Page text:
Thursday, February 26, 2009

Giving Paper The Pink Slip

My final project for "Environmental Economics: Evaluating the Impact of Sustainable Practices" from UCSD, is comparing the use of paper towels versus electronic hand dryer. The aim is to find out which of the two alternatives has a higher life cycle cost and subsequently which makes more long term economic and environmental sense.

There are various parts with attached values that will have to be considered in this project.

First from the towel side, things like number of paper towels consumed, cost of the towels, handling costs like cost of generating requisitions and purchase orders receiving, servicing towel dispensers, cost of trash cans and plastic liners,
increased maintenance work resulting from messy paper towel usage, collecting and disposing of used towels etc.
And from the hand dryer side, number of hand drying, hours of hand dryer usage, cost of electricity, maintenance of the motors, cleaning filters and repair etc.

Most of the hand dryers fail in their primary function of drying hands, they either take 20-30 seconds to dry hand(which seems like an eternity because you have to stand in one spot for so long) or blasts with a little too warm air. Also there is a issue with blasting your hands with recirculated air from the bathrooms which is saturated with tiny particles of you-know-what.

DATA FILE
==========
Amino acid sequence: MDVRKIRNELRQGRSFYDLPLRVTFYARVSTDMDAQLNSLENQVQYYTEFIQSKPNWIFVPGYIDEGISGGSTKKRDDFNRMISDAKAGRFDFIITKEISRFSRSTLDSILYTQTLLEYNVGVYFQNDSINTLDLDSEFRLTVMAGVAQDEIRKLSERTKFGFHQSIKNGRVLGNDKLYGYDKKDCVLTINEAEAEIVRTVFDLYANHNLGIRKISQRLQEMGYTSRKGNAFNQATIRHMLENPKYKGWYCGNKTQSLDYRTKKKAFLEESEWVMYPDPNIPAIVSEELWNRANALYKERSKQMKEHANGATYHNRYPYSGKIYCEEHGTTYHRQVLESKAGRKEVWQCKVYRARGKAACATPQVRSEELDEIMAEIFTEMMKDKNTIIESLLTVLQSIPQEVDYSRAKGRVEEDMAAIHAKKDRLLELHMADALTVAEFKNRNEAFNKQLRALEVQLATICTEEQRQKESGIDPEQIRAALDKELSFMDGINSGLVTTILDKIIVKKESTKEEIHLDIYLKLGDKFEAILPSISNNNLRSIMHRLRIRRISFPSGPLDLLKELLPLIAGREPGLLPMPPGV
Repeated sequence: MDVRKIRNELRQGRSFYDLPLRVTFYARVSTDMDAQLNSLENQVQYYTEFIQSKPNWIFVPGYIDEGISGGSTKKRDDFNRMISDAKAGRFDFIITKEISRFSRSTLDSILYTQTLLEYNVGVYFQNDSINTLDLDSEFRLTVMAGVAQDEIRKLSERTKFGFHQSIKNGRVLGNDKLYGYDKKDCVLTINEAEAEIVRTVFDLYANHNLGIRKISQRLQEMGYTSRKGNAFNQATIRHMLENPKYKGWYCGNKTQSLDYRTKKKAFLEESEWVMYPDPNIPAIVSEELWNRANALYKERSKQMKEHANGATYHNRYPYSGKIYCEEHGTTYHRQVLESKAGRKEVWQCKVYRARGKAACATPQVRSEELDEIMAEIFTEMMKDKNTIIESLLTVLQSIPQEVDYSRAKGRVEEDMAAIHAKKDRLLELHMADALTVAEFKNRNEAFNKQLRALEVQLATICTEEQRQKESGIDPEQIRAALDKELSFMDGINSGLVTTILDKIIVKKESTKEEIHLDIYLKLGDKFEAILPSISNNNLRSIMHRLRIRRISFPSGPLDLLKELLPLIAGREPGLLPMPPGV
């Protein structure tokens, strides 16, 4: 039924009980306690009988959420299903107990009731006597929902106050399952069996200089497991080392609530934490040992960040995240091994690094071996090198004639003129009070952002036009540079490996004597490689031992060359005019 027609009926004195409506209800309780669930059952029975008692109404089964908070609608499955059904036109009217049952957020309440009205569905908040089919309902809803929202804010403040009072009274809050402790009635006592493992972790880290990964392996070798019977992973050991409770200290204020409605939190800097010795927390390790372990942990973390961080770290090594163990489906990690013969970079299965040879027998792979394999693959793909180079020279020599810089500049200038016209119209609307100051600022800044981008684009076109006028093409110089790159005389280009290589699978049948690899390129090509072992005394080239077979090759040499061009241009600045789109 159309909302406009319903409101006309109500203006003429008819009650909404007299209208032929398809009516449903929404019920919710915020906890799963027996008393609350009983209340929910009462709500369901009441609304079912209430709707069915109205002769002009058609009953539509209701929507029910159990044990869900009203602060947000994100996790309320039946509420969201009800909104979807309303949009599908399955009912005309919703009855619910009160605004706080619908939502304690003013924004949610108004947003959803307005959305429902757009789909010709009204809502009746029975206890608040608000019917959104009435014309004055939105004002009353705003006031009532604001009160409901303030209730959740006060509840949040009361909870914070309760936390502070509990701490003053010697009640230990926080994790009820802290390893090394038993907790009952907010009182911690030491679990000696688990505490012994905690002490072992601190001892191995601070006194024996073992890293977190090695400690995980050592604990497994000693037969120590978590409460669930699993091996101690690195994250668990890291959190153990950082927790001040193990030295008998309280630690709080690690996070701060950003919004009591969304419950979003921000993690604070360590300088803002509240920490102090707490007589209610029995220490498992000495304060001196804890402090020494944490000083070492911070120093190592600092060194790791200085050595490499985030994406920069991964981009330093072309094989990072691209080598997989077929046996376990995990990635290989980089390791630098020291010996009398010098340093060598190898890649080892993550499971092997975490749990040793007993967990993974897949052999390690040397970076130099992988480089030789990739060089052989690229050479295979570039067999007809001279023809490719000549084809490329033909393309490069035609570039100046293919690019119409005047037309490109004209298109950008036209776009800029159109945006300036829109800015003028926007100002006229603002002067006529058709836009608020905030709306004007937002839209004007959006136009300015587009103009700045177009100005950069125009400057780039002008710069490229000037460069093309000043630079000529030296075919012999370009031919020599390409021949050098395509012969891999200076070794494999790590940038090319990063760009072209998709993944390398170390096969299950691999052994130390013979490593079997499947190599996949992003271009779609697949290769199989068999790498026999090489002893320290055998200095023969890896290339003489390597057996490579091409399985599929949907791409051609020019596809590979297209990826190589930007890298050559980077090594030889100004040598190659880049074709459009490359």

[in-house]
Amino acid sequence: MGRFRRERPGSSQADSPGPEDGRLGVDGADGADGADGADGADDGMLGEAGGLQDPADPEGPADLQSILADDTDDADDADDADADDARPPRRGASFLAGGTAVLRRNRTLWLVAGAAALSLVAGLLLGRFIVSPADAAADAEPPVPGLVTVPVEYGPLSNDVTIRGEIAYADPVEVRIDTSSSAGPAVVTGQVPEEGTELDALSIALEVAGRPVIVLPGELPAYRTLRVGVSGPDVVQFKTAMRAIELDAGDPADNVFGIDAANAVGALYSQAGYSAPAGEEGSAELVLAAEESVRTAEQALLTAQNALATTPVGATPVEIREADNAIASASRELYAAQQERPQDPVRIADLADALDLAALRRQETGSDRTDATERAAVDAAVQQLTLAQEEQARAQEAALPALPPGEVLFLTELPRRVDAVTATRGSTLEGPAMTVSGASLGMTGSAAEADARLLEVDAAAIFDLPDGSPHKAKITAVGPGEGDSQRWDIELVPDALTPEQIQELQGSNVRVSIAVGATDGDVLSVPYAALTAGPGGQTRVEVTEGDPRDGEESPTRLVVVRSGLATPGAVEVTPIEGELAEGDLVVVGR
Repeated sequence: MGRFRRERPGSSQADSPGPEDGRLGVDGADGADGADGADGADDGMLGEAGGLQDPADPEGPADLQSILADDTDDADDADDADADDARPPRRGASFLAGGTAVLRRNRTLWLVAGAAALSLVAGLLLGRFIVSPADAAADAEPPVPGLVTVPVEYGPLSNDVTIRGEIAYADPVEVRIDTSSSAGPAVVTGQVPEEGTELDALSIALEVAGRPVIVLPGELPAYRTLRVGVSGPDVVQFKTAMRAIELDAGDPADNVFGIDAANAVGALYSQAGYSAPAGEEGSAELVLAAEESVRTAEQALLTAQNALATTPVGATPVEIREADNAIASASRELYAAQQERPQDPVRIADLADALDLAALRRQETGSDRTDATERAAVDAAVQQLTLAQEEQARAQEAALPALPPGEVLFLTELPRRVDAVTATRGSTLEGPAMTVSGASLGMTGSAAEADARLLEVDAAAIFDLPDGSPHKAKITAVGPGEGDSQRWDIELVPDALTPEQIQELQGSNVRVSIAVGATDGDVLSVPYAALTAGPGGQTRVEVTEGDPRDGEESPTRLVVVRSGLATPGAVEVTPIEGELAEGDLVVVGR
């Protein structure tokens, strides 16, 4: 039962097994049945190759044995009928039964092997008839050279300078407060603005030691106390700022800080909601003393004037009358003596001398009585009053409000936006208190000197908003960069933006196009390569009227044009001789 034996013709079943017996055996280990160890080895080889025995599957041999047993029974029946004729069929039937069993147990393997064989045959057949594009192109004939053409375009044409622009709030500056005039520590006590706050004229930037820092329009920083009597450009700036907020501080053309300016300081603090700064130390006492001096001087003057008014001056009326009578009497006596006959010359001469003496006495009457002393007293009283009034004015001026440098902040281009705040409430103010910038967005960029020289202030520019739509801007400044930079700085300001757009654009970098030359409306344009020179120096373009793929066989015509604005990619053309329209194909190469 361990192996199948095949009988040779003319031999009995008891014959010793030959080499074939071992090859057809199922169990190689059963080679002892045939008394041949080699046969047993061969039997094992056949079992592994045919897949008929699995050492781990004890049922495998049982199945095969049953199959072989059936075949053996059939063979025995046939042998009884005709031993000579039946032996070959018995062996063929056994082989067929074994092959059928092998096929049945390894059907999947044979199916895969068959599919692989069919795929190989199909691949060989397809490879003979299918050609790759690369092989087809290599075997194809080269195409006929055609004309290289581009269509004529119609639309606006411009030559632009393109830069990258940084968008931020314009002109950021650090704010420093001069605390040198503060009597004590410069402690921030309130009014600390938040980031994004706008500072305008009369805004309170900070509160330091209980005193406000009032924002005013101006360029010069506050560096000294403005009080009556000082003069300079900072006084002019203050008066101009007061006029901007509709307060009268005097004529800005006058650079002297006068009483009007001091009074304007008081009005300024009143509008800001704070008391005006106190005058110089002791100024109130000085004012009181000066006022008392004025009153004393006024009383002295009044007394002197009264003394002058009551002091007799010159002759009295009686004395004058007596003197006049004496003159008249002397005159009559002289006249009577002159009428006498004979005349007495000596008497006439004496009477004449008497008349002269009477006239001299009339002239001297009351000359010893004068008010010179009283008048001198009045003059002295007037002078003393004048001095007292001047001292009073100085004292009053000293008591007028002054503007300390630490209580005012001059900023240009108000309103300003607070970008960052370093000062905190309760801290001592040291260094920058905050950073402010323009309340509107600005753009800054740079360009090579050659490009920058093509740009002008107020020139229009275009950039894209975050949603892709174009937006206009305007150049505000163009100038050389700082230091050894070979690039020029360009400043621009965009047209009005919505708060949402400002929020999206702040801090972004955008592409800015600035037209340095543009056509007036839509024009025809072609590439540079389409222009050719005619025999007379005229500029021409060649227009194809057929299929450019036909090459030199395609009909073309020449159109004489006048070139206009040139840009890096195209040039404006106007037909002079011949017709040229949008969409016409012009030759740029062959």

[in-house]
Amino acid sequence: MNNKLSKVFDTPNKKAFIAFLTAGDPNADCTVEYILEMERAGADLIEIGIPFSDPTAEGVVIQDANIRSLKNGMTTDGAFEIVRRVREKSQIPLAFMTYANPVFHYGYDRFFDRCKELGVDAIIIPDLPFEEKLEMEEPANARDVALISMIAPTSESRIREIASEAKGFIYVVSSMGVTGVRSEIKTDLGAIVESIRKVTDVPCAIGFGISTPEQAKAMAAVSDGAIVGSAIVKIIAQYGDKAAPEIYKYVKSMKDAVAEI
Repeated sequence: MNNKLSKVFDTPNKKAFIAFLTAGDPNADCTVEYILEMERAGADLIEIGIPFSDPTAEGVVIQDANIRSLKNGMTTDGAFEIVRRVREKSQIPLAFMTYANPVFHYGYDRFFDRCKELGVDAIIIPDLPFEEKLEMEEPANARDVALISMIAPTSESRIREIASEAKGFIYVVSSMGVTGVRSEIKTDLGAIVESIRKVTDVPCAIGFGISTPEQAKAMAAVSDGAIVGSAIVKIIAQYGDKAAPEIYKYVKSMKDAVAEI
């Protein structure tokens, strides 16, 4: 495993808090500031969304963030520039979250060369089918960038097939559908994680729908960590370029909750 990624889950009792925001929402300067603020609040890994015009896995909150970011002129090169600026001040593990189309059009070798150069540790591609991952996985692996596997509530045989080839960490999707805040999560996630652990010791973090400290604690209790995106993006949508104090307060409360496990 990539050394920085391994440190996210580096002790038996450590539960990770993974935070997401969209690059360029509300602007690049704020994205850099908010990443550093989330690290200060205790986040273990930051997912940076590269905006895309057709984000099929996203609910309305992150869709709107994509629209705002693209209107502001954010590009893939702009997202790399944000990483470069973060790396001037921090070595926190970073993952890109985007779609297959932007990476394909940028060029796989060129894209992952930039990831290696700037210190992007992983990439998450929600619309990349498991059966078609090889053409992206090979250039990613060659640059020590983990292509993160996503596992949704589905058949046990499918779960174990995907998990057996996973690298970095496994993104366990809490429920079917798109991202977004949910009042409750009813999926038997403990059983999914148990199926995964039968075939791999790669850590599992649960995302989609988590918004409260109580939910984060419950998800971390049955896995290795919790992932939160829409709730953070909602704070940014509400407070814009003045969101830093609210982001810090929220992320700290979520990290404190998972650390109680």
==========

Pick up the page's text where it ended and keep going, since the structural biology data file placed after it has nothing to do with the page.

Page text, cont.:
On the other hand the paper cost a fortune, virgin or recycled both use resources that head straight to the landfill. The thought of using trees for wiping your hand is saddening too. Though hand dryers use energy, they automatically shut down and therefore don't waste energy. They eliminate the need of paper and keep paper out of the waste stream.

The climate conservancy in the article "
PAPER TOWELS VS. ELECTRIC HAND DRYERS" conclude that about 0.123 pounds of greenhouse-gas emissions per paper-towel session (the researchers assumed that a hand-washer uses two towels to dry off). The range for hand dryers, by contrast, was between 0.02 pounds and 0.088 pounds, depending on wattage and drying time.

It does seem like a good choice to use hand dryers. Currently the two most recommended and energy efficient hand dryers are
Xlerator which is Green Spec approves and helps qualify for LEED, and Dyson that dries in just 12 seconds.

All said and done most people still like using paper towels, so what is s agood environmental choice for them? Greenpeace recently released its latest "Recycled Tissue and Toilet Paper Guide". This guide will help you find the most green brands of paper towels and tissue.

To download it in a handy pocket size format click here.

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